During the Vancouver Writers Fest, frustration turned into creation. A panel of five women, including the founder of the U.K.’s Orange Prize for fiction, discussed the current state of women’s representations in literature. And the statistics provided by panel member, novelist Susan Swan, were depressing.
34% of the Giller Prize & Govern General fiction prize winners were women.
20% of the Hilary Weston Writers’ Trust Prize for non-fiction were women.
11% of the Nobel Prize Winners, 8% of Stephen Leacock Award winners were women.
Editorial director of Thomas Allen Publishers, Janice Zawerbny, was in the audience and was shocked at the result. And then she got angry. So she decided to take action. Zawerbny is now establishing a literary prize for Canadian women writers. The Rosalind Prize for fiction is named after Rosalind from William Shakespeare’s As You Like It and the British biophysicist Rosalind Franklin, who made major contributions to the discovery of DNA that were overlooked.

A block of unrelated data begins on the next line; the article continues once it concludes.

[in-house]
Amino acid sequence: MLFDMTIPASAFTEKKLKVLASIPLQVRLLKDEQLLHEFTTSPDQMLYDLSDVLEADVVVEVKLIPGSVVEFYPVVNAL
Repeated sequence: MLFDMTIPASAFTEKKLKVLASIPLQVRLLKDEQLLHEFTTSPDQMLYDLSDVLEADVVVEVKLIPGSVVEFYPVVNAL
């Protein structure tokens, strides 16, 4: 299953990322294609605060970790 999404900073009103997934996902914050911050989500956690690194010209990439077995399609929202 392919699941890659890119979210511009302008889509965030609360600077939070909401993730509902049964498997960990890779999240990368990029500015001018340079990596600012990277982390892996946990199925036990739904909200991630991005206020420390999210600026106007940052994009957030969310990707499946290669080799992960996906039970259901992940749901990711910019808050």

Swan feels that establishing this prize will be great for Canadian women writers.
I think it will boost the literary careers of Canadian women writers and bring awareness to the need for more consistent critical support of fiction by Canadian women.
Zawerbny is currently looking into finding corporate sponsors for the award. She plans to model the prize off the U.K.’s Orange prize and Australia’s recently launched Stella prize and is hoping for a 2014 launch.
Canada's Orange Prize: Why we created an award just for female writers (The Globe and Mail)
Women 'under-reviewd' and 'under-valued' in literature, critic says (The Vancouver Sun)